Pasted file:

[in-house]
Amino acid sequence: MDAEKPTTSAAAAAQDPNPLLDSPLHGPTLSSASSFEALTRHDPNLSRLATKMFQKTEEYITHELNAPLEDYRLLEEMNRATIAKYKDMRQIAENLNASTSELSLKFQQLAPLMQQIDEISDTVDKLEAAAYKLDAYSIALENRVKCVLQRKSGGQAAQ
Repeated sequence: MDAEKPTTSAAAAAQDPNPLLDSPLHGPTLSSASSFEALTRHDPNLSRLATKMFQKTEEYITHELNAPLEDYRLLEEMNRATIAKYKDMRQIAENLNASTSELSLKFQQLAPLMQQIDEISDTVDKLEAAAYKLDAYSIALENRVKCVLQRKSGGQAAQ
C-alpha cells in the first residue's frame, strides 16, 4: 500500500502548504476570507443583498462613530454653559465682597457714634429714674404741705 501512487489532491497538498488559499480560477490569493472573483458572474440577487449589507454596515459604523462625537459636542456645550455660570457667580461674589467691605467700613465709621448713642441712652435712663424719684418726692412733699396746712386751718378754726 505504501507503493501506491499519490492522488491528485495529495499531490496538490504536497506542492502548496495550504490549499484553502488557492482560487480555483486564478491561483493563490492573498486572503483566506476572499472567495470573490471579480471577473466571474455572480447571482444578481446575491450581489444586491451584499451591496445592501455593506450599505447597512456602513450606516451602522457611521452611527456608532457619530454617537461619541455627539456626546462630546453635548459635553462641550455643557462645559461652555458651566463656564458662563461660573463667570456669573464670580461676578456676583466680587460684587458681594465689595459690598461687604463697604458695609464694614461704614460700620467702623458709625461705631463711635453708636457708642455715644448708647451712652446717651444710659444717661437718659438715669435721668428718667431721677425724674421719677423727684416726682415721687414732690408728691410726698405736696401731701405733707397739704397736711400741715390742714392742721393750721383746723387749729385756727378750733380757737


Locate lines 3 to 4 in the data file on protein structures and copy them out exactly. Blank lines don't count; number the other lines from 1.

Repeated sequence: MDAEKPTTSAAAAAQDPNPLLDSPLHGPTLSSASSFEALTRHDPNLSRLATKMFQKTEEYITHELNAPLEDYRLLEEMNRATIAKYKDMRQIAENLNASTSELSLKFQQLAPLMQQIDEISDTVDKLEAAAYKLDAYSIALENRVKCVLQRKSGGQAAQ
C-alpha cells in the first residue's frame, strides 16, 4: 500500500502548504476570507443583498462613530454653559465682597457714634429714674404741705 501512487489532491497538498488559499480560477490569493472573483458572474440577487449589507454596515459604523462625537459636542456645550455660570457667580461674589467691605467700613465709621448713642441712652435712663424719684418726692412733699396746712386751718378754726 505504501507503493501506491499519490492522488491528485495529495499531490496538490504536497506542492502548496495550504490549499484553502488557492482560487480555483486564478491561483493563490492573498486572503483566506476572499472567495470573490471579480471577473466571474455572480447571482444578481446575491450581489444586491451584499451591496445592501455593506450599505447597512456602513450606516451602522457611521452611527456608532457619530454617537461619541455627539456626546462630546453635548459635553462641550455643557462645559461652555458651566463656564458662563461660573463667570456669573464670580461676578456676583466680587460684587458681594465689595459690598461687604463697604458695609464694614461704614460700620467702623458709625461705631463711635453708636457708642455715644448708647451712652446717651444710659444717661437718659438715669435721668428718667431721677425724674421719677423727684416726682415721687414732690408728691410726698405736696401731701405733707397739704397736711400741715390742714392742721393750721383746723387749729385756727378750733380757737